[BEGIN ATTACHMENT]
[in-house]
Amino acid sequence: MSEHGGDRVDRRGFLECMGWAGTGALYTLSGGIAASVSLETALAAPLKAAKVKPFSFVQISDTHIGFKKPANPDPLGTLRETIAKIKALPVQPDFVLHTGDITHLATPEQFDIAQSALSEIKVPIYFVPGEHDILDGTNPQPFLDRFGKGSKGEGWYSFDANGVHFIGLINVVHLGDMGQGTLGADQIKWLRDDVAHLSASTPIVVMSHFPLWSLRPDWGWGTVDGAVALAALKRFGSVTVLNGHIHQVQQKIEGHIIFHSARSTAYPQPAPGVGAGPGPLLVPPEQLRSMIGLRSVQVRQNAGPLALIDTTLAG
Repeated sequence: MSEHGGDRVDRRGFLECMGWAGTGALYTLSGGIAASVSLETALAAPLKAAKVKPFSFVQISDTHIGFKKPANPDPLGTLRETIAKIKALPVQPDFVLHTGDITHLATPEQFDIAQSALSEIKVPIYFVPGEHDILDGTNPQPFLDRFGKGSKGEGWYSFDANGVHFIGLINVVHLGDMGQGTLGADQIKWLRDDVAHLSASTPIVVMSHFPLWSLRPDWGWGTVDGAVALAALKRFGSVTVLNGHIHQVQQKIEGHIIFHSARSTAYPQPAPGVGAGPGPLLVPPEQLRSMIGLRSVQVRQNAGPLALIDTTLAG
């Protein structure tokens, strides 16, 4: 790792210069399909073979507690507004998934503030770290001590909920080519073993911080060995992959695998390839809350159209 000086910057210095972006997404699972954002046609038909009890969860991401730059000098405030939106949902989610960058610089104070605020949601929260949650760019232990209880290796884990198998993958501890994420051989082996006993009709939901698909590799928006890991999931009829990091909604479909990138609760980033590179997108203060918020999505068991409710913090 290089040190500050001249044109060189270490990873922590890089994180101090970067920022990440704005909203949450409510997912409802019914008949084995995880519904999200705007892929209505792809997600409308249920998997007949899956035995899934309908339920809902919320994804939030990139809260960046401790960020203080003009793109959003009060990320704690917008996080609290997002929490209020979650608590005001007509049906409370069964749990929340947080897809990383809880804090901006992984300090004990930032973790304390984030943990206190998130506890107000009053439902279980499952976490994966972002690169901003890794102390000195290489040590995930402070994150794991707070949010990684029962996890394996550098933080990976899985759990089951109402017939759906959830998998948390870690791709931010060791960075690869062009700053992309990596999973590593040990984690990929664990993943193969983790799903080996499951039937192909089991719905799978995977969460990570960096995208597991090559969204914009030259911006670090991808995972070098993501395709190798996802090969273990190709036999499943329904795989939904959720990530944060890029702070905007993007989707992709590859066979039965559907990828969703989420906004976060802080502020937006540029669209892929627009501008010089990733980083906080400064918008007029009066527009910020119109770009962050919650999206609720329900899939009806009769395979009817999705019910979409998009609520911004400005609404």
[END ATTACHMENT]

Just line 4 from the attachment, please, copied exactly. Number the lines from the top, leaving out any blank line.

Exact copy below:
């Protein structure tokens, strides 16, 4: 790792210069399909073979507690507004998934503030770290001590909920080519073993911080060995992959695998390839809350159209 000086910057210095972006997404699972954002046609038909009890969860991401730059000098405030939106949902989610960058610089104070605020949601929260949650760019232990209880290796884990198998993958501890994420051989082996006993009709939901698909590799928006890991999931009829990091909604479909990138609760980033590179997108203060918020999505068991409710913090 290089040190500050001249044109060189270490990873922590890089994180101090970067920022990440704005909203949450409510997912409802019914008949084995995880519904999200705007892929209505792809997600409308249920998997007949899956035995899934309908339920809902919320994804939030990139809260960046401790960020203080003009793109959003009060990320704690917008996080609290997002929490209020979650608590005001007509049906409370069964749990929340947080897809990383809880804090901006992984300090004990930032973790304390984030943990206190998130506890107000009053439902279980499952976490994966972002690169901003890794102390000195290489040590995930402070994150794991707070949010990684029962996890394996550098933080990976899985759990089951109402017939759906959830998998948390870690791709931010060791960075690869062009700053992309990596999973590593040990984690990929664990993943193969983790799903080996499951039937192909089991719905799978995977969460990570960096995208597991090559969204914009030259911006670090991808995972070098993501395709190798996802090969273990190709036999499943329904795989939904959720990530944060890029702070905007993007989707992709590859066979039965559907990828969703989420906004976060802080502020937006540029669209892929627009501008010089990733980083906080400064918008007029009066527009910020119109770009962050919650999206609720329900899939009806009769395979009817999705019910979409998009609520911004400005609404």